The Facts About Bad Breath
We have all had an experience where you have been required to speak to someone and you have been unable to concentrate on their response because of their bad breath. The medical term for this condition is known as halitosis and there can be a number of causes for it. However, the end result is always the same and it can be described as the presence of foul smelling gases in exhaled air.
So, what causes this to happen? Well, there are two main types of halitosis and one is easier to explain than the other. The first type is called transient bad breath and this can be caused as a result of a number of seemingly innocuous factors. Having a dry mouth, which can be due to thirst, stress or nerves, can cause bad breath as can certain food stuffs. Strong smelling food such as garlic, onion or other heavily spiced dishes can linger on the breath of the person who consumed it. Smoking is another factor which can cause bad breath and poor oral hygiene is a sure way to halitosis. Saliva is able to kill a certain degree of bacteria in the mouth but it does need to be helped by the use of toothbrushes, toothpaste and mouthwash. The most common form of transient bad breath is commonly known as morning breath. This occurs as a result of your mouth remaining relatively still for a long period of time and so your saliva production is slowed drastically and the bacteria build up overnight. Brushing your teeth in the morning removes the bacteria and so removes the odour.
Chronic bad breath is a more serious condition and it is persistent and difficult to treat. It can affect up to 25% of the population and is caused as a result of certain types of bacteria being produced in excessive amounts. Treatment is not readily available and the clinics which are starting to appear tend to just be outlets for a bad breath product which claims to remedy the problem but which does not treat the cause. As such, these products are only temporary relievers of the problem and not a cure.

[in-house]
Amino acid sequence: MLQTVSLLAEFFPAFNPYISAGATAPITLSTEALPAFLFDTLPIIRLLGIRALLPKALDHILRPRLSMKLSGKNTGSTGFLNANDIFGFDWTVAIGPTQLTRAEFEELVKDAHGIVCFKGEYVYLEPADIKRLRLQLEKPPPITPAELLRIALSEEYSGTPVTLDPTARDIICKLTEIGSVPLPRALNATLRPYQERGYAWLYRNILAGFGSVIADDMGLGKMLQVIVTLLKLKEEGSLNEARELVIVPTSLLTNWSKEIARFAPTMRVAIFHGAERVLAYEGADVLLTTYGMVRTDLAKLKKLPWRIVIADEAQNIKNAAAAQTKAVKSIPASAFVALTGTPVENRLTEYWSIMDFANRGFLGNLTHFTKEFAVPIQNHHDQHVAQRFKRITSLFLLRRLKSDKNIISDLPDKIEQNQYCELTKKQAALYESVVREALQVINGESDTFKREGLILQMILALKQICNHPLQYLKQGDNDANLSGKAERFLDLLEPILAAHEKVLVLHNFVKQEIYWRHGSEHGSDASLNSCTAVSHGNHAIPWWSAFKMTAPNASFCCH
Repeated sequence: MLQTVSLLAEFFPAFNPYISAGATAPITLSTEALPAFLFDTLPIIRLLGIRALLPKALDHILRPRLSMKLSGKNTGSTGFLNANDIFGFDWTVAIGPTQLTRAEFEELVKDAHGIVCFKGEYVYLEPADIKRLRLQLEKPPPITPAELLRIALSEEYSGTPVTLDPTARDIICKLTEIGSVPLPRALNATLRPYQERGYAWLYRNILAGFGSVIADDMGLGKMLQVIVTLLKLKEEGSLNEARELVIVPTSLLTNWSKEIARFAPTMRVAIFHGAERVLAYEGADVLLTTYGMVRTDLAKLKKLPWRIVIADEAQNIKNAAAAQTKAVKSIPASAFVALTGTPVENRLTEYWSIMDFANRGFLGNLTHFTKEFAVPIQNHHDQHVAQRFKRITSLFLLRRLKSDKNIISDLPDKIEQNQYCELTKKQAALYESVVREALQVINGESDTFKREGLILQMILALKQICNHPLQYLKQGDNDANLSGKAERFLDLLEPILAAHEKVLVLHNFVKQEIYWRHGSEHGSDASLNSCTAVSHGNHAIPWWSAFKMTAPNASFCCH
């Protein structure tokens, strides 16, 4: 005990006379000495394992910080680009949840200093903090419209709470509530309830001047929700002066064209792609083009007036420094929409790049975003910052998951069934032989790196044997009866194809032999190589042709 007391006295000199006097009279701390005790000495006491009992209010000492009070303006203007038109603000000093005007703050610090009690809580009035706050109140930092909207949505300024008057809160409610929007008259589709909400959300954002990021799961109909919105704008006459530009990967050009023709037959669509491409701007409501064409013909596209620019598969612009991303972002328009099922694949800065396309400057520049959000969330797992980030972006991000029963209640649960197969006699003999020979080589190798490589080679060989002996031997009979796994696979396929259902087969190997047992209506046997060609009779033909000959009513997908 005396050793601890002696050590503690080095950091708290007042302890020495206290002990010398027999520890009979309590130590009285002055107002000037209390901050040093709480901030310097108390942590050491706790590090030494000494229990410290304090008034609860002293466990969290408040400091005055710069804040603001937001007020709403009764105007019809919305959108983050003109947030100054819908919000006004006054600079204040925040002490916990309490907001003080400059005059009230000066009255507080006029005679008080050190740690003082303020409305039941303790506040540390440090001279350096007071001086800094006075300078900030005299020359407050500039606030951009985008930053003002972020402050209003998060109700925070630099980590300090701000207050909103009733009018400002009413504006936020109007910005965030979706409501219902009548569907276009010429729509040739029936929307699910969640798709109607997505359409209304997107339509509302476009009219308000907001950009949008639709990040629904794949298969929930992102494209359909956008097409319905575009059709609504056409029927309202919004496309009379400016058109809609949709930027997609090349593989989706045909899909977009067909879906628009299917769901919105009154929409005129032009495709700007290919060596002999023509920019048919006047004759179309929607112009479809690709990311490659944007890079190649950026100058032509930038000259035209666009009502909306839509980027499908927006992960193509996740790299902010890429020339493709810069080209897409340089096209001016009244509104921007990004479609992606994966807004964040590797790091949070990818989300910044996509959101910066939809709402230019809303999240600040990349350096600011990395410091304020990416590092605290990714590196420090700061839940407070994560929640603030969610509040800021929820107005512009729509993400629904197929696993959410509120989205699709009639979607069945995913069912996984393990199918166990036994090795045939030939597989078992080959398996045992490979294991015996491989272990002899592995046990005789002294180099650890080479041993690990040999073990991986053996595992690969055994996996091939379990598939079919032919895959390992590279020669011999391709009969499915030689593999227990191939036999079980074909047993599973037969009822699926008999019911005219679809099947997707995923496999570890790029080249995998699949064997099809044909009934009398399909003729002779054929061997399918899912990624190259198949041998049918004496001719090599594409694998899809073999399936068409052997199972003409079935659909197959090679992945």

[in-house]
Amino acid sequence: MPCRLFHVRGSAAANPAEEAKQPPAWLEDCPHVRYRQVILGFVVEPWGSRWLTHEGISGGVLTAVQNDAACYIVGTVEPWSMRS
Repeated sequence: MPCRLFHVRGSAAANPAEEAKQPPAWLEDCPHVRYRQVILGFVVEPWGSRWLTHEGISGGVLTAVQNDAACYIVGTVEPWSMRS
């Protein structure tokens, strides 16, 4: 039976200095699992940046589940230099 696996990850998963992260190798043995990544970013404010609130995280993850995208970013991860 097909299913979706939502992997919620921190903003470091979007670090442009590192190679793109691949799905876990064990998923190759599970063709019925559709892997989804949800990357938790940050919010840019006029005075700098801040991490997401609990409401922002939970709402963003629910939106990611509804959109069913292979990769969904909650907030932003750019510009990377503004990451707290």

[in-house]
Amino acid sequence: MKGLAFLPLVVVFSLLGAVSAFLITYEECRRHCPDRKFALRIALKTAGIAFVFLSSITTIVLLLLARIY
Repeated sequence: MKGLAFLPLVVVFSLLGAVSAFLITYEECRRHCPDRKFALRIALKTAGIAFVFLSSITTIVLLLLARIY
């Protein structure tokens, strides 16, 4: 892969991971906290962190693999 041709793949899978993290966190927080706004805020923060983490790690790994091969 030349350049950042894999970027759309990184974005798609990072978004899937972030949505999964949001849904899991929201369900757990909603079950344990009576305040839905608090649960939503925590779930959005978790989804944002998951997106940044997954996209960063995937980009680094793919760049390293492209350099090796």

A third type of halitosis is recognised but it is a side effect of the more serious condition of chronic liver failure. This type of bad breath is known as fetor hepaticus and is described as smelling as foul as a freshly opened corpse.
For many, bad breath is seen as something comical and people who suffer from it are ridiculed and avoided. However, for the sufferers themselves it can cause real psychological difficulties. Many find it difficult to form relationships and even to speak to people as they are conscious of the odour. They can become very depressed and withdrawn.
For those whose bad breath is of the transient type, many things can be done to rid yourself of it. It is known that the majority of smells come from bacteria produced by food debris which is trapped in the mouth. Following a good oral hygiene routine, including brushing and flossing, will remove these pieces of food and so prevent the bacteria from building up. Using mint flavoured mouth washes, chewing gums and lozenges can mask the problem briefly but do not rid the cause permanently. However, if you are on the go they can be beneficial until you are able to clean your teeth thoroughly.